It was great to have Beryl and Addie come visit our class. For some reason I didn’t expect such enthusiasm on their parts, but I guess it makes sense – if you love something enough, talking to others about it isn’t so much work as it is fun. And he must definitely love doing it; I can’t imagine working as chairperson of such a huge convention for free! It’s amazing that nobody gets paid to do any of that, it really adds a whole new dimension to the fan-driven aspect. It was nice to talk to people involved with ACen’s production, and it was great to have Addie there too – I hadn’t really thought about artist communities here in Chicago involved in anime and manga. I think the best part about talking to them, though, was to confirm what I initially discovered when attending ACen: the normalcy of the “otaku”. Beryl has no qualms about labeling himself as such, and he’s just a really cool, outgoing guy, not at all the introverted socially-awkward supernerd that the academics paint the otaku as. It was funny hearing him talk about his issues with the label at first, because he knew he wasn’t like that kind of person either, even though he was really into manga and anime and conventions. It’s just strange how there are so many different levels of misunderstanding and how this one identity can mean so many different things to so many people. You have the academics who see them as like another species, choosing the worst stereotypes to represent an entire community. You have the general public (the “mundanes”) who just don’t get it, like Beryl’s mom. And then you have the fans themselves, who seem more often than not to be completely normal, outgoing, fun people, who just happen to enjoy manga and anime. It’s very strange the levels of disconnect between so many people. But it was great to have Beryl and Addie there, not only from an “academic” perspective, but just because they’re cool guys and it was fun talking with them.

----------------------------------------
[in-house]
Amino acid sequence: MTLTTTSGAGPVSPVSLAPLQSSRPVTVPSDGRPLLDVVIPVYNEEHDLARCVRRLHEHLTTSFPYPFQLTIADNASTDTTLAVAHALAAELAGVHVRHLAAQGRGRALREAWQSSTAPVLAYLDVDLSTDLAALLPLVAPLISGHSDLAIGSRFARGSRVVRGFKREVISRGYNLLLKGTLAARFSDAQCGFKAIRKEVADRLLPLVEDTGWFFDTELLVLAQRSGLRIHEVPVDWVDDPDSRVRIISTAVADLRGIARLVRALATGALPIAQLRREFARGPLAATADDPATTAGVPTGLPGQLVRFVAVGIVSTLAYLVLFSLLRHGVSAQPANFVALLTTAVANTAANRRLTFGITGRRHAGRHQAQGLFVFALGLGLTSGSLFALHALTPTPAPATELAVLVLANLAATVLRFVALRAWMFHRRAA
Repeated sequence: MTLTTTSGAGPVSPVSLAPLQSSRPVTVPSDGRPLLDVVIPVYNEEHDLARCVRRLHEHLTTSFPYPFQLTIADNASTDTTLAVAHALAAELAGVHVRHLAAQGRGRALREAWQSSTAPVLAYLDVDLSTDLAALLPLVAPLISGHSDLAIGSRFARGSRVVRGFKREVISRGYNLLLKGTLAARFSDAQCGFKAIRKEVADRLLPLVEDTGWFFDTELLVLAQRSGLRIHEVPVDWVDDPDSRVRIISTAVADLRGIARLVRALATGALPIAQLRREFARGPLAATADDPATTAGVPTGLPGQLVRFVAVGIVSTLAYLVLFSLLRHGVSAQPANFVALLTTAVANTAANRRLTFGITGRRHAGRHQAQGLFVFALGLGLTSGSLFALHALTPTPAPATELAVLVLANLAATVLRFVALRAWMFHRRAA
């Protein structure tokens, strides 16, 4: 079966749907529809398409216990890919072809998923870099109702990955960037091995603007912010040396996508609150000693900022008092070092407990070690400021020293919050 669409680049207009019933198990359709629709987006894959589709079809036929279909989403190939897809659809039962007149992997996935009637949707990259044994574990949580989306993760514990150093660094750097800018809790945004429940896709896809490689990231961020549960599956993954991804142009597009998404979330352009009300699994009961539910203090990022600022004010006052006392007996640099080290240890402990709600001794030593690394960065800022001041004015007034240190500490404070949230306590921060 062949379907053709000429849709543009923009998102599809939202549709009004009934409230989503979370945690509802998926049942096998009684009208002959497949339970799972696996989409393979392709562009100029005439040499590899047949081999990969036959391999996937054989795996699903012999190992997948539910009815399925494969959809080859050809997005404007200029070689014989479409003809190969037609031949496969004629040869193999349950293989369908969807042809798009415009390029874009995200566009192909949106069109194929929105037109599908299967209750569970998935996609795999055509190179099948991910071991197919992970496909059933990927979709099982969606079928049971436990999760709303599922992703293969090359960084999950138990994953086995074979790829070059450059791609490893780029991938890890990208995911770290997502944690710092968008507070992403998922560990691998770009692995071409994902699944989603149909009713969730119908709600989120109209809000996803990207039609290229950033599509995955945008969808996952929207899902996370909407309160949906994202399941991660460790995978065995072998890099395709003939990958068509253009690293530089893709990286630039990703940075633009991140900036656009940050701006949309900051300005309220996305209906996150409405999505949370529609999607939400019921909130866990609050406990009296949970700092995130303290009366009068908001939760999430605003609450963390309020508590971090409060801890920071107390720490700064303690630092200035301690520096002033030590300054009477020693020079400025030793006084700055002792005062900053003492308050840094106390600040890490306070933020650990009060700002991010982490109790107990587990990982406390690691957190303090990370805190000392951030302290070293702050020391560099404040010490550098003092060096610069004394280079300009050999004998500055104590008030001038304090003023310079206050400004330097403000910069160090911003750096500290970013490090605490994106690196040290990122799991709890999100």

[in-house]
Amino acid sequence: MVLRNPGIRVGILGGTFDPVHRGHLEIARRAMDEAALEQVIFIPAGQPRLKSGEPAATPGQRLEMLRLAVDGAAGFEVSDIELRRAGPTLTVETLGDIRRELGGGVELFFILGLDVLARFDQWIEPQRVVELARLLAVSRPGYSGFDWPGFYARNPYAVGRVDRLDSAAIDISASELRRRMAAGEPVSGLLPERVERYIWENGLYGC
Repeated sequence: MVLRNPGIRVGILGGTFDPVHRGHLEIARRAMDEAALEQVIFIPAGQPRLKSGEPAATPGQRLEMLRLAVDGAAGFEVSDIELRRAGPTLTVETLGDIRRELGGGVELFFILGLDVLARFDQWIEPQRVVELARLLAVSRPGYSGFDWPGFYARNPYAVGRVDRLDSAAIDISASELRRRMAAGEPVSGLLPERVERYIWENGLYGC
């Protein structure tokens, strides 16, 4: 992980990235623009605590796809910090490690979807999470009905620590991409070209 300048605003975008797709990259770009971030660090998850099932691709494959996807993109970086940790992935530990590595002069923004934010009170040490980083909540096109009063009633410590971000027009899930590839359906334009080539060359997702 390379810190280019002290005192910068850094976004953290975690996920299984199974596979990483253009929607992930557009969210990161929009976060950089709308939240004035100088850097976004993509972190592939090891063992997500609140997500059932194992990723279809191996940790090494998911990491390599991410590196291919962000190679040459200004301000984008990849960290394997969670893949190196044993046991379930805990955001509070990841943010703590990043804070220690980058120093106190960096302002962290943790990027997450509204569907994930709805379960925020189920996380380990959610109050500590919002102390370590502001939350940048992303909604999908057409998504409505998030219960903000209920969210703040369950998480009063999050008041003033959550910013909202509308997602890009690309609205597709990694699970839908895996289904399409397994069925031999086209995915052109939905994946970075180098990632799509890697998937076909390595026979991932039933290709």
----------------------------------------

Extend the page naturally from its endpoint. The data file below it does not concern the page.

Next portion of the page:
Beryl & Addie – Thoughts